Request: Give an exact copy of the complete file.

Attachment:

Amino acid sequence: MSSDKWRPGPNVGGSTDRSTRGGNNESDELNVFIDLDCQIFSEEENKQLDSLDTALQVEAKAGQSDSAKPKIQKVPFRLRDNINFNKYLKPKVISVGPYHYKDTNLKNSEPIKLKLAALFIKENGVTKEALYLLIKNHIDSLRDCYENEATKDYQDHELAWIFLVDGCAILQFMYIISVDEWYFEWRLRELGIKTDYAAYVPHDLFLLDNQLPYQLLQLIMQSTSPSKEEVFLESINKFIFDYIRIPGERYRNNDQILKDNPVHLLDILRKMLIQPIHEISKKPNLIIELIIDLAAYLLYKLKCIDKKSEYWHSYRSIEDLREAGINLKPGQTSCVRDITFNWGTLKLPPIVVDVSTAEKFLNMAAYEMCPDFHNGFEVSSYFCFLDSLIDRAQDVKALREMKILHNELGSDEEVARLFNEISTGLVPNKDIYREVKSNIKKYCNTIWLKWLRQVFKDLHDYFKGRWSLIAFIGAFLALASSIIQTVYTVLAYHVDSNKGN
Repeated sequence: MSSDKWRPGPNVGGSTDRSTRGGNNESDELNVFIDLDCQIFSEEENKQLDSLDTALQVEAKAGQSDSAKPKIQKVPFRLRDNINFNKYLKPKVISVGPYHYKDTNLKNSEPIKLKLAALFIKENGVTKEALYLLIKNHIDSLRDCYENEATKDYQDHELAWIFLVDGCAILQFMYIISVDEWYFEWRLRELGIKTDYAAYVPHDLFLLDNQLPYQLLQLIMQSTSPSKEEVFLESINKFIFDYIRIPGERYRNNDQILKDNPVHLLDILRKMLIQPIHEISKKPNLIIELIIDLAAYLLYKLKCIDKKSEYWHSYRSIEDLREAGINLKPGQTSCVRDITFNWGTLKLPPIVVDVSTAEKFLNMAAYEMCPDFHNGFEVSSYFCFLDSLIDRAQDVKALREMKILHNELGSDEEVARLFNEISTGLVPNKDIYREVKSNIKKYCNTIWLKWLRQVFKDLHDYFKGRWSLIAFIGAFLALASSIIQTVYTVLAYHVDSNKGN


Amino acid sequence: MSSDKWRPGPNVGGSTDRSTRGGNNESDELNVFIDLDCQIFSEEENKQLDSLDTALQVEAKAGQSDSAKPKIQKVPFRLRDNINFNKYLKPKVISVGPYHYKDTNLKNSEPIKLKLAALFIKENGVTKEALYLLIKNHIDSLRDCYENEATKDYQDHELAWIFLVDGCAILQFMYIISVDEWYFEWRLRELGIKTDYAAYVPHDLFLLDNQLPYQLLQLIMQSTSPSKEEVFLESINKFIFDYIRIPGERYRNNDQILKDNPVHLLDILRKMLIQPIHEISKKPNLIIELIIDLAAYLLYKLKCIDKKSEYWHSYRSIEDLREAGINLKPGQTSCVRDITFNWGTLKLPPIVVDVSTAEKFLNMAAYEMCPDFHNGFEVSSYFCFLDSLIDRAQDVKALREMKILHNELGSDEEVARLFNEISTGLVPNKDIYREVKSNIKKYCNTIWLKWLRQVFKDLHDYFKGRWSLIAFIGAFLALASSIIQTVYTVLAYHVDSNKGN
Repeated sequence: MSSDKWRPGPNVGGSTDRSTRGGNNESDELNVFIDLDCQIFSEEENKQLDSLDTALQVEAKAGQSDSAKPKIQKVPFRLRDNINFNKYLKPKVISVGPYHYKDTNLKNSEPIKLKLAALFIKENGVTKEALYLLIKNHIDSLRDCYENEATKDYQDHELAWIFLVDGCAILQFMYIISVDEWYFEWRLRELGIKTDYAAYVPHDLFLLDNQLPYQLLQLIMQSTSPSKEEVFLESINKFIFDYIRIPGERYRNNDQILKDNPVHLLDILRKMLIQPIHEISKKPNLIIELIIDLAAYLLYKLKCIDKKSEYWHSYRSIEDLREAGINLKPGQTSCVRDITFNWGTLKLPPIVVDVSTAEKFLNMAAYEMCPDFHNGFEVSSYFCFLDSLIDRAQDVKALREMKILHNELGSDEEVARLFNEISTGLVPNKDIYREVKSNIKKYCNTIWLKWLRQVFKDLHDYFKGRWSLIAFIGAFLALASSIIQTVYTVLAYHVDSNKGN